Did You Know?: Purdue water tower
Originally Purdue's water tower was painted red and white in accordance with Federal Aviation Administration regulations. It was repainted white with a black and gold Motion P in 2001 after Purdue received permission from the FAA. (Purdue University photo/Andrew Hancock)
Standing 142 feet tall and 92 feet wide, Purdue's water tower -- complete with a Motion P -- rises high above the north side of campus, storing and supplying potable water for the entire University.
The tower, which was constructed in 1960, holds 1.5 million gallons of water that are used on campus for cooking, irrigation, washing and drinking. The water in the tower fulfills everyday usage and fire protection needs including at fire hydrants and interior sprinkler systems. Average monthly water usage is about 85 million gallons of water for all of campus.
Nine wells located near the Recreational Sports Center and Intramural Fields pump water to the steel tower to maintain a water level between 18 and 34 feet at all times. In case of emergencies, the West Lafayette and Purdue water sources can interconnect if additional water supplies are needed in either water system.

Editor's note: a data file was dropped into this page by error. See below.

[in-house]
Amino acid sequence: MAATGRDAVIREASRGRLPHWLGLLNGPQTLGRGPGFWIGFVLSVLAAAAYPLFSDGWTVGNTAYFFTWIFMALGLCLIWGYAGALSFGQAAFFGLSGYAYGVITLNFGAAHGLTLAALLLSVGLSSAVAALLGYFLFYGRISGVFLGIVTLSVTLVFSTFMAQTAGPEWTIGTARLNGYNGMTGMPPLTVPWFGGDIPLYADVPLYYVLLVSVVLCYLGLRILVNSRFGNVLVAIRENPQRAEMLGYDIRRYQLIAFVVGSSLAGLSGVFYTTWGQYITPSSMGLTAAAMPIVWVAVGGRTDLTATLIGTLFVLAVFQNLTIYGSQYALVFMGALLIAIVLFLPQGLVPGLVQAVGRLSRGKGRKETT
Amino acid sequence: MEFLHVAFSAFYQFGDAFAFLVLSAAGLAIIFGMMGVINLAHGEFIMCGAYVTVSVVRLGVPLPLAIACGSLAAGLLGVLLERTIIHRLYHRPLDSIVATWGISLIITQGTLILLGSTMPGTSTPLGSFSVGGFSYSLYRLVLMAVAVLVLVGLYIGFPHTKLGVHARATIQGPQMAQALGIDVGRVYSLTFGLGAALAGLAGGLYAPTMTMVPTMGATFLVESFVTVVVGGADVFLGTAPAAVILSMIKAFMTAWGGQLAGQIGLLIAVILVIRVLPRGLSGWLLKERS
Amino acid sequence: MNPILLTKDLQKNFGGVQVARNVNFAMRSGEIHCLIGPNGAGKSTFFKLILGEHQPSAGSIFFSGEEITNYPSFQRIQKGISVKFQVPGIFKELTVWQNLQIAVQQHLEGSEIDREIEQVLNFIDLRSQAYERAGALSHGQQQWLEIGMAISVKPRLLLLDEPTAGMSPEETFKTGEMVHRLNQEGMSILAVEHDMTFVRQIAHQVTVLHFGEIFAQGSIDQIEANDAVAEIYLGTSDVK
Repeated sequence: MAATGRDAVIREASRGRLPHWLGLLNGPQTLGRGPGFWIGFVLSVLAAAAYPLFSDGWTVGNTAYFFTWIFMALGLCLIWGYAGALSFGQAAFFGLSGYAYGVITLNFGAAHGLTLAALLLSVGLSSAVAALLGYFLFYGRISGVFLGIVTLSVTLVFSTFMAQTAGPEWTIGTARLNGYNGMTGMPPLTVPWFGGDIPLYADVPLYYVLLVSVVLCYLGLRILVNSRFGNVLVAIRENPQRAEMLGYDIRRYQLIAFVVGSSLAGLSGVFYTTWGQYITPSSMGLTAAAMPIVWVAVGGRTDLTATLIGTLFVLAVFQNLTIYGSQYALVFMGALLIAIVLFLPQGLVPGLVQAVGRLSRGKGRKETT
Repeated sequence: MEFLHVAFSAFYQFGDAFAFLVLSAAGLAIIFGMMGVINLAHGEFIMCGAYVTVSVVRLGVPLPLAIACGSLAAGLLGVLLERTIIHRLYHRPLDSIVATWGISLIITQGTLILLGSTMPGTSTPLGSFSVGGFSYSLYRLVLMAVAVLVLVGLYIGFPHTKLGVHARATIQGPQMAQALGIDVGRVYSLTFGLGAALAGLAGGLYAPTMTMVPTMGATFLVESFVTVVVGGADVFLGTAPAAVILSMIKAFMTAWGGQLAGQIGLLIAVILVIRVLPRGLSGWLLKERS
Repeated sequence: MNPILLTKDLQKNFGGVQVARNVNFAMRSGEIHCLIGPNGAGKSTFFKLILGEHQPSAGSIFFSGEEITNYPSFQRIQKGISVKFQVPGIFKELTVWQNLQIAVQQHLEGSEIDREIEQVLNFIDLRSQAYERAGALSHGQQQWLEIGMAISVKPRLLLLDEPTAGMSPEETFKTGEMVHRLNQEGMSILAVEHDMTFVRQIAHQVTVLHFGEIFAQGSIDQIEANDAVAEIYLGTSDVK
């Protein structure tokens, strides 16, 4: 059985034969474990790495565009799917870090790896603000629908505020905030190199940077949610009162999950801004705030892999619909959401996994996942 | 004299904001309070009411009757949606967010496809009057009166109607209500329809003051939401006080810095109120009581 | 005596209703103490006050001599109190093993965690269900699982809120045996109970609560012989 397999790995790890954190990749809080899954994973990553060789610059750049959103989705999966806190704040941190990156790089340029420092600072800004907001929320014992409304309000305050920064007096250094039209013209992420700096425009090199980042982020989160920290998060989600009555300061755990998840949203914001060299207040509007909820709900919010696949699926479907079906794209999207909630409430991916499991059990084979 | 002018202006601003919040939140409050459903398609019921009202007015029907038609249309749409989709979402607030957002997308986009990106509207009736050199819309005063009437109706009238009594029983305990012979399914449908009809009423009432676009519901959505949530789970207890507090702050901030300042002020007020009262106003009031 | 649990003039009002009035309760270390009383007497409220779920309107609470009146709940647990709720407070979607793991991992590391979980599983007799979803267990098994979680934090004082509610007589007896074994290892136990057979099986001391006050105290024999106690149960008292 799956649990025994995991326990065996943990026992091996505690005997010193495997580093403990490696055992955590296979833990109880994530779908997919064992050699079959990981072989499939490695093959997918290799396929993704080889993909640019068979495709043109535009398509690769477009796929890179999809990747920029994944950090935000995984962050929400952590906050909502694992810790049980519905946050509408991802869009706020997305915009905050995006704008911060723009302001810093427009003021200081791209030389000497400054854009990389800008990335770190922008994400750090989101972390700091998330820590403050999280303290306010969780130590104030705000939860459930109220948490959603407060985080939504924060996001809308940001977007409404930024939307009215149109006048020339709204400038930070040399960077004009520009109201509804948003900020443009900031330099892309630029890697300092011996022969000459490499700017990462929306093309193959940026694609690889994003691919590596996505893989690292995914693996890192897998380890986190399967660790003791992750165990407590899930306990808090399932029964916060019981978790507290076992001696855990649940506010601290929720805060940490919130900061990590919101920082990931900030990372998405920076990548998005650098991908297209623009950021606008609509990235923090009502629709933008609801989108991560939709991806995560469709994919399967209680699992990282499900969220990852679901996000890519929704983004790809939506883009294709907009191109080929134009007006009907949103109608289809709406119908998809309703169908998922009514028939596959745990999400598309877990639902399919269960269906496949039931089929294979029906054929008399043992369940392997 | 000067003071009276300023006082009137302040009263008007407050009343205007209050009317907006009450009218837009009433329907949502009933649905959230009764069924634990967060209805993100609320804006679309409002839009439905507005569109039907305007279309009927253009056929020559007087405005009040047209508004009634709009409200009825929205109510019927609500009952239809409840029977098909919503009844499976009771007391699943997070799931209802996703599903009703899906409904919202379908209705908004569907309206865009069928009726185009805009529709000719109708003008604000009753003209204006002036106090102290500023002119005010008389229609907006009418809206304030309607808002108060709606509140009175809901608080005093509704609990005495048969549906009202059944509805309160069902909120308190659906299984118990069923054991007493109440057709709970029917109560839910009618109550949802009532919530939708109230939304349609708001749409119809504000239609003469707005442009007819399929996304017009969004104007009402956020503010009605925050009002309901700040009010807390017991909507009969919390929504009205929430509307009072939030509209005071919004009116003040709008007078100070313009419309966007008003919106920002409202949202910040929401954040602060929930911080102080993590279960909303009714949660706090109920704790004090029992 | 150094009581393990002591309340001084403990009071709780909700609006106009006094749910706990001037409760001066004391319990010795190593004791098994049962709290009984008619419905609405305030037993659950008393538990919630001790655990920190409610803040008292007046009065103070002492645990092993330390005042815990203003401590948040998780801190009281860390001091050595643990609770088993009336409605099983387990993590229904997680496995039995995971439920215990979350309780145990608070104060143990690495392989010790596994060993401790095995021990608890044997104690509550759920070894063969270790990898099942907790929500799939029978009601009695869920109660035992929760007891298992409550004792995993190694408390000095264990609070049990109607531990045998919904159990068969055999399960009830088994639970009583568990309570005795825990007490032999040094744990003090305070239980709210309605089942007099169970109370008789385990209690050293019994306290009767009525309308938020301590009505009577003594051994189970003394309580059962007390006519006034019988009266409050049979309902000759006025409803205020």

Originally the tower was painted red and white in accordance with Federal Aviation Administration regulations. It was repainted white with a black and gold Motion P in 2001 after Purdue received permission from the FAA.
The interior of the water tank is cleaned every two years. A diver in a sanitized dry suit with a remote air supply conducts an inspection and sweeps any settled matter. A camcorder attached to the diver's helmet records the inspection and allows for closer examination and analysis if necessary.
Visual inspections of the tower's exterior occur each day, and water treatment equipment, which is housed in the base of the tower, is monitored daily to ensure compliance with clean drinking water regulations from the Indiana Department of Environmental Management and the Environmental Protection Agency. The tower is repainted approximately every 10 years and currently is scheduled to be painted in summer 2012.
Source: Jay Schwartz, operations and distribution manager for utilities.